9-12 May, 1924
I arrived in London on the 9th in the mid-afternoon and had a lovely time with my father and new mother. I am always in awe of how the mere presence of those you love can be such a immensely powerful method of detoxification. We did not stay in for long, though, for the next day we went to visit friends, look several walks in the city and then had a perfect dinner in the center of London. After that, time sort of blurs together (oh how I am ashamed to admit it!), though believe that I do remember most of it.
Honestly, I did not plan to forget my troubles by attending party after party, but my friends and family pounced on me and, well, a little persuasion and a few drinks was really all that was needed to get the ball rolling, so they say in America. And what better cure for one’s troubles than two nights of drinking, dancing and acting as if you haven’t a care in the world? Besides the peer pressure, I also put blame squarely on my stepmother, Aurelia, who wasted no time in presenting me with a divine dress that simply begged to be worn. While in the course of my work and everyday life I am not overly interested in skirts and dresses, I must admit that when it comes to an evening out I can be as dreadfully girlish as most of my sex manages to be at all hours of the day. I do love to dance and to just let go once in a while. Perhaps that is how I can maintain such a dull and serious air most of the time!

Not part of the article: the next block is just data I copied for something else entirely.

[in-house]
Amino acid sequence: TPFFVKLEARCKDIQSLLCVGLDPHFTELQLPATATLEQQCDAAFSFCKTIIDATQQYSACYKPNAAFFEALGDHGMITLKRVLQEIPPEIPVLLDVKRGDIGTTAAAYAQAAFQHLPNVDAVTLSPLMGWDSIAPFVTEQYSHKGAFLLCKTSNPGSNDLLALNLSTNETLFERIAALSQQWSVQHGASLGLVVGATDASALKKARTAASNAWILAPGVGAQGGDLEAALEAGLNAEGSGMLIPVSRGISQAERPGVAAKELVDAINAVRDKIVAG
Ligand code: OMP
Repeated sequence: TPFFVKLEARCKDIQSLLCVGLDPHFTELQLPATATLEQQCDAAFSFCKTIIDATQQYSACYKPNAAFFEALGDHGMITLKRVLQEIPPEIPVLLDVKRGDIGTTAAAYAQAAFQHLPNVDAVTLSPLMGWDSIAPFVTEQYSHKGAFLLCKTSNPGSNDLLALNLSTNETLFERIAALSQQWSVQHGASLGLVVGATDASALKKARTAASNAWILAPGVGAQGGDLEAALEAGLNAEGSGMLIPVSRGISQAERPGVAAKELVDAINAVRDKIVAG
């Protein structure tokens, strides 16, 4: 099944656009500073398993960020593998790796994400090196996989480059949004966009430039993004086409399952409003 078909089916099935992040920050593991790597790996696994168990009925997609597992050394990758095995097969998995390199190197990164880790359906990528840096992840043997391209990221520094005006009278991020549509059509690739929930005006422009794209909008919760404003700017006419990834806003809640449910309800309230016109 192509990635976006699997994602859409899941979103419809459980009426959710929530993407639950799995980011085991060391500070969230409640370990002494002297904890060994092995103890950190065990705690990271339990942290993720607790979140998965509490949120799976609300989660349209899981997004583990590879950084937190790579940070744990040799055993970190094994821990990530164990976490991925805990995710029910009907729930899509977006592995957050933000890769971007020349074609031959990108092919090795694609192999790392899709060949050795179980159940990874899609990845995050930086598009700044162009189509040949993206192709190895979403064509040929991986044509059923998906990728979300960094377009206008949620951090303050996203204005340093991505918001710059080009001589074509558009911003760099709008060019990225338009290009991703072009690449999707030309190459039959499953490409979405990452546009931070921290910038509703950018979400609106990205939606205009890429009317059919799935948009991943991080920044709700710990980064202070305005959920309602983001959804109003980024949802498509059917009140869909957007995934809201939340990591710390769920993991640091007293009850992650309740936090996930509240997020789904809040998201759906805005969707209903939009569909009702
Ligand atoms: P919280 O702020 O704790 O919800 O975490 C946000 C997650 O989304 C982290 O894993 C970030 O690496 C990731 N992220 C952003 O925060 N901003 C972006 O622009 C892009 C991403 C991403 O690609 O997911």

But, alas, it is but a temporary high. Nothing has been resolved, and I am left with a headache and a desire to escape once more from the pressures of the real world. I must be strong and resist the temptation to repeat the ordeal, though. Once in a while, yes, I will indulge. But now it is time to get down to work.
Oh, but I did, however, run into Kathleen Kenyon while I was out. She is now eighteen, just four years younger than me, and she quite surprised me by saying that she admired me! Why, I had not thought that anyone even noticed me at all! I am certainly no Gertrude Bell or Margaret Murray or Winifred Lamb! But of course I attempted to be humble and accepted the praise graciously, for who am I to correct the daughter of the director of the British Museum? But my interest in her is not only selfish. She does indeed have a wealth of interesting contacts, but she is also an intelligent, enlightened young woman and an interesting conversationalist. I have not felt so close to another woman in a long while, since dearest Priscilla.
I am debating how much to tell her about what went on in India. I would feel safer entrusting some of the specifics of this mystery—though certainly not all of it!—to a woman that I can relate to rather than any number of stuffy old men who run the museums and academies and institutes here. Some of them are quite nice (except that Earl of Balfour…I cannot stand the man!), but they might take one look at the amulet and decide that they must have it and the glory of deciphering it all to themselves. No, enquiries would have to be very, very careful.
Ugh, I fear it is time for a nap. Perhaps that will chase away the throbbing that plagues my skull.